Monday, October 6, 2014

"No One Is Alone"...by Jim Terry

The title of today’s blog is certainly something that I NEVER experienced while growing up. For those of you who know the Terry family, or those who have been following our posts and blogs, will know that in our family, there were eight children…we were the Brady bunch minus the maid…plus two.  We also had an even amount of boys and girls…four and four.  So any time you had alone was a valuable commodity.

As we all grow up and move out and have our own lives and families, it’s really easy to loose touch at times with friends, but sometimes, even family.  It is in those times when we endure life’s challenges and trials that we may feel alone.  Several people—namely family and friends—that have been experiencing some “rough seas” in their lives recently, have inspired today’s blog.  

The Reilly family, who has taken me in as one of their own, just lost a family member from an aneurysm. He was in his mid-fifties. A dear friend of mine just finished her last chemo treatment for breast cancer.  She is a married mother of three young kids.  Another young couple's daughter was diagnosed and treated for a brain tumor this year. A cousin of mine was in a serious motorcycle accident and has a long road of recovery. An uncle just suffered an accident that broke five ribs and just underwent surgery for a "broken upper jaw." An amazing patient whom I have grown to love in her early sixties was diagnosed with a rare bone cancer that has originated in her jaw causing tooth mobility and numbness. The long term prognosis here is "not good." Open heart surgery, divorce and depression are also some of the trials that are affecting those I care about.

So in response to this, because I do care about each and everyone of you, I wanted to offer a powerful example that we can all learn from.  This is an instance of how support from those around you can make you feel accomplished, help you succeed, make you feel loved and make you feel as though you are not alone.

Is anyone familiar with Hawaii?  Well it was one of their many magical late spring days in 2006 that encompass bright blue skies, billowy white clouds overhead and a gentle warm breeze off of the Pacific Ocean.  We met at the Outrigger Resort on the Kona side of the big island. On this particular day it was the beginning of a half marathon, or a thirteen and a half mile trek, for a young woman in her seventies…actually seventy-three to be exact.  Her name was Caryl Reilly.   

Side note here…WHO in their RIGHT MIND runs marathons in there forties or fifties let alone in there seventies? ;) Surely to compete and complete a marathon at half that age is an achievement but there is some more information you need to know about this particular competitor. 

She suffered a stroke when she was only thirty-five years old and slipped into a coma for over a week.  She had lost some of her motor skills because of this and had to relearn how to speak, to eat, to write and to do the simplest of tasks that you and I may take for granted on a day-to-day basis.   She said she was running in this marathon because she “still could” and because she was raising money for the American Stroke Association to help others in need that had faced the same affliction she did.  She also was a mother of five children, a wife of fifty-four years at that time, served as the president of the Dekalb Stroke Club for several years in her local community and ran a successful property management/realtor business.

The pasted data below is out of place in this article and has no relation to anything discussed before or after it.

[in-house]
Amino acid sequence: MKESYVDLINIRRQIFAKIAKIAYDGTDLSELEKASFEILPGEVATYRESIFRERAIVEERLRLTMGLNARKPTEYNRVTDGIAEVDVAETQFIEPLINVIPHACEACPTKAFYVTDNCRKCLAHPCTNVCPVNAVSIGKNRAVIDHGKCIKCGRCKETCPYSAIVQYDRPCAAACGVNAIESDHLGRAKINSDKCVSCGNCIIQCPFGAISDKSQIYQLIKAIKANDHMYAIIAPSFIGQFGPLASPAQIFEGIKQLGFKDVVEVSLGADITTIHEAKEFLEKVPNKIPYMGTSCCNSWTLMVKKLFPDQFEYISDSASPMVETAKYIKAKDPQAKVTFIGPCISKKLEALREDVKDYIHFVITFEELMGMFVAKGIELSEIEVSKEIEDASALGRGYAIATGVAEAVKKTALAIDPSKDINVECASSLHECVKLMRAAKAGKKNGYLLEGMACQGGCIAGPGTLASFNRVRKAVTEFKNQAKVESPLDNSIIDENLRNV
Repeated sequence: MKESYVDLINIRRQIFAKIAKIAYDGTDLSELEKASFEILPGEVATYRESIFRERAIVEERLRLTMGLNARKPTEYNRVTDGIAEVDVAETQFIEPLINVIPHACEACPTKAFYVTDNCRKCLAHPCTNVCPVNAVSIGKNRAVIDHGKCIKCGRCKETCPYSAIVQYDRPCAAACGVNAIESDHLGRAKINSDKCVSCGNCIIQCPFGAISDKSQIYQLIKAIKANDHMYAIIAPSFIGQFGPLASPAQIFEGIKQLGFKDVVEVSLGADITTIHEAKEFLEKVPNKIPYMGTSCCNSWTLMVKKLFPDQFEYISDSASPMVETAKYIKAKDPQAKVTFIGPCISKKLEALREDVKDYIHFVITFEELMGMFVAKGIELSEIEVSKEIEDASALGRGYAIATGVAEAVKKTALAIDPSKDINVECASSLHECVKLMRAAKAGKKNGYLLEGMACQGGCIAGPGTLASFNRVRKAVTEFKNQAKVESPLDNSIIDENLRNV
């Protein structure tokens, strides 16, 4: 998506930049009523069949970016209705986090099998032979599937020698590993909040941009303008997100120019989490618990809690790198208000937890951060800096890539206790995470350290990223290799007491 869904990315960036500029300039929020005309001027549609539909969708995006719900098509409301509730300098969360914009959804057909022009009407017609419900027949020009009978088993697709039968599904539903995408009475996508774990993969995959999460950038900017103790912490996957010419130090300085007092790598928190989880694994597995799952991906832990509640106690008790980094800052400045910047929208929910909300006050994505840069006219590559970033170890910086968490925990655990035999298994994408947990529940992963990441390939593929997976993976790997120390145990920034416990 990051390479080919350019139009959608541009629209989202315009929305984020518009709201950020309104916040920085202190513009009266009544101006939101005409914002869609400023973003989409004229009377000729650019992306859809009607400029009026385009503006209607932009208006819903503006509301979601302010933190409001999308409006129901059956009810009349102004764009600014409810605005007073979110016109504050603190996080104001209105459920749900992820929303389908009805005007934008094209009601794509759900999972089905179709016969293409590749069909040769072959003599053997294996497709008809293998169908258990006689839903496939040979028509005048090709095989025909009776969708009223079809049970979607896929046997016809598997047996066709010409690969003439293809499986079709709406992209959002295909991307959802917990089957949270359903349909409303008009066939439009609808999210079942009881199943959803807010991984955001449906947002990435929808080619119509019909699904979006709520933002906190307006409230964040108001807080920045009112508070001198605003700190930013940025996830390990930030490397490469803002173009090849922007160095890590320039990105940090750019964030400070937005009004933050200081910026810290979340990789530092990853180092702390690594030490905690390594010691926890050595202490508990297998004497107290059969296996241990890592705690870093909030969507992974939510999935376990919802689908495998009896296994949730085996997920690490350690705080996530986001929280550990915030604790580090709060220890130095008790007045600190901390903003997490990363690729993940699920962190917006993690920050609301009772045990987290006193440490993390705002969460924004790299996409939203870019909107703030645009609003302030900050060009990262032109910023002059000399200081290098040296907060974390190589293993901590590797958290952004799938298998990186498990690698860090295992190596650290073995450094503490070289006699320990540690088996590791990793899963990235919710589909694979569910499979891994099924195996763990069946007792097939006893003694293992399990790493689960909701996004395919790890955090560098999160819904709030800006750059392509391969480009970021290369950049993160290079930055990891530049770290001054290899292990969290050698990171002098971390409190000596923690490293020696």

The race began and spirits were high. Most of her immediate family that was there to support her, including myself, were captivated by the marathon spirit.  I hadn’t planned on it, nor did the Reilly family that were there to support her, but we all ended up walking and running the whole way with this fierce competitor.  Her spirit that day was intoxicating. 

It was about mile number eleven when you could see the fatigue start to set in.   The dismal look of failure in her eyes began to be displayed.   She would have to stop and rest, quite frequently now, and find a place to sit down for a minute to help ease the pain of blisters on her feet, chronic arthritis throughout her joints and the first stages of restless leg she was experiencing that would last throughout the rest of her life.  Would this be the end of her journey that she worked so diligently to accomplish? ...Months of training down the drain?  It was at that moment when she felt all alone and defeated that her family, still by her side, gave her the encouragement and strength she needed.   

Have you ever seen a wilted plant?  If so, have you ever taken that same plant and then watered it?  Generally within minutes, you can see a difference in the strength of the stem of the plant and can easily witness the vitality that returns to the plant’s extremities and allows it to go on.  Caryl was no different this day.  She not only completed her half marathon due to the strength of her family that supported her, but in the last quarter mile, she left us all in the dust.  She could see that her end goal was within reach and embraced the warmth and the cheers of encouragement from the crowds that lined the streets to welcome her home.

I firmly believe in the power of music.  So to those of my family and friends—you know who you are—that have shared with me some hard times you have been experiencing, listen to the words of this video I made for you and remember to look around in those times when you are feeling defeated or in those times of sorrow and despair and realize…that “No One Is Alone.”  






In loving memory of Caryl M. Reilly 1932-2010 and Tim R. Reilly 1957-2014.



♦ Hope you'll share YOUR stories and photos with us at: nutshellstories@gmail.com.